Imari Paris Jeffries is the Executive Director at King Boston and the Senior Advisor to the President and CEO. In June 2020, Imari Paris Jeffries was named Executive Director of King Boston, where he is leading a citywide racial equity transformation through the Embrace Memorial, the Center for Economic Justice, and community organizing efforts. Imari brings a wealth of experience from the nonprofit management, racial equity, community activism, education reform, and social justice sectors and has served in executive roles at Parenting Journey, Jumpstart, Boston Rising, and Friends of The Children. He currently serves as a Trustee of the UMass System, Mass Humanities, Mass Budget, Policy Center, the United South End Settlement Houses, and Governor Baker's Black Advisory Commission. Most recently was the Executive Director of Parenting Journey with other leadership stints as Chief Executive Officer of the Italian Home for Children, Chief Operating Officer of Jumpstart, interim CEO of Boston Rising, and Executive Director of Friends of the Children-Boston. Imari has extensive professional experience in public, national, and nonprofit leadership and has supplemented his work with volunteer service on boards. These have included Jumpstart, the African American Federation of Greater Boston, Save the Harbor, Save the Bay, the Elizabeth Peabody House, the Massachusetts Mentoring Partnership, the Edward Brooke Charter School, The Providers Council, and Third Sector New England. Imari was recently named one of Boston’s most Influential Bostonians by Boston Magazine and the Boston Business Journals Power 50. He is a three-time graduate of UMass Boston and is currently pursuing his Ph.D. through UMass Boston's Higher Education Program. An Army veteran, Imari served from 1991-1996. He currently lives in Hyde Park with his family.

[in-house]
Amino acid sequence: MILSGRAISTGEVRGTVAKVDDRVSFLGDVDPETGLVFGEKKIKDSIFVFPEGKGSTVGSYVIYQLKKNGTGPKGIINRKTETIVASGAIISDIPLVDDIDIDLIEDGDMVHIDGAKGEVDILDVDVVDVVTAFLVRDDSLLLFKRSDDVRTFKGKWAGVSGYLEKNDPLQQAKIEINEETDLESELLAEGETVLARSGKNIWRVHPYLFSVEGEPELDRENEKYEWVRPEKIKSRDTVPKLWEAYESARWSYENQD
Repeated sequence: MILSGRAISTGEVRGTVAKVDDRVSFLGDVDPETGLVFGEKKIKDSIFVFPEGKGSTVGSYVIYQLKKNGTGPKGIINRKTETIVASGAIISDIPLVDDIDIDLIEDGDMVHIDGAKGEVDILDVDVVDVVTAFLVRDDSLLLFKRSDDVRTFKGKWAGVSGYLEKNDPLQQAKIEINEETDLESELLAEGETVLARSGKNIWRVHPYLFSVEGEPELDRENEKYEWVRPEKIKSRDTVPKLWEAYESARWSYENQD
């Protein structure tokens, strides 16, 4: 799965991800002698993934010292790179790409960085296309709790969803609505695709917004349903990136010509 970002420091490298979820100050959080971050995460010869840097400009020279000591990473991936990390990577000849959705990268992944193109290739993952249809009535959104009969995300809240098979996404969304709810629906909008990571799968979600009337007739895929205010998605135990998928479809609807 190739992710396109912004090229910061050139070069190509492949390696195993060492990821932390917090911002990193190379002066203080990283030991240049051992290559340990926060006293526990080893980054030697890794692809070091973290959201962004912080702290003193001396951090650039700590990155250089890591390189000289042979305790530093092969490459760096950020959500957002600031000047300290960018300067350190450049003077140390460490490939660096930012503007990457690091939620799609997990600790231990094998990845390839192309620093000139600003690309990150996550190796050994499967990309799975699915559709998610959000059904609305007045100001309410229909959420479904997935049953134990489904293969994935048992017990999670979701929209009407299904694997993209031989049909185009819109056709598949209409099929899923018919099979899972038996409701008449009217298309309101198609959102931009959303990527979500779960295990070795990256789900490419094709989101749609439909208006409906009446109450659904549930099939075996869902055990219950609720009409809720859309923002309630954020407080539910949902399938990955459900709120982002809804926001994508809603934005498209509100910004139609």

Dr. Makeeba McCreary
Dr. Makeeba McCreary serves as president of the New Commonwealth Racial Equity and Social Justice Fund (NCF) in September 2021. NCF is a coalition founded of Black and Brown executives from Massachusetts’ leading corporations united to support Black and Brown communities amid the COVID-19 pandemic and in the wake of the brutal killing by police of George Floyd. In its first year, NCF raised $30 million toward its initial fundraising goal of $100 million, which will be used to support eligible nonprofit organizations and to build an ecosystem of area leaders and stakeholders committed to dismantling systemic racism in Boston and across the Commonwealth of Massachusetts. Makeeba joins NCF after two and a half years with the Museum of Fine Arts, Boston (MFA). In her role she focused on audience development and integrating diverse perspectives through the lens of art. Prior to joining the MFA, Makeeba served as the Managing Director and Senior Advisor of External Affairs for Boston Public Schools, reporting directly to the Mayor and Superintendent of Schools and held several positions in philanthropic focused non-profits and corporations before working for the City of Boston.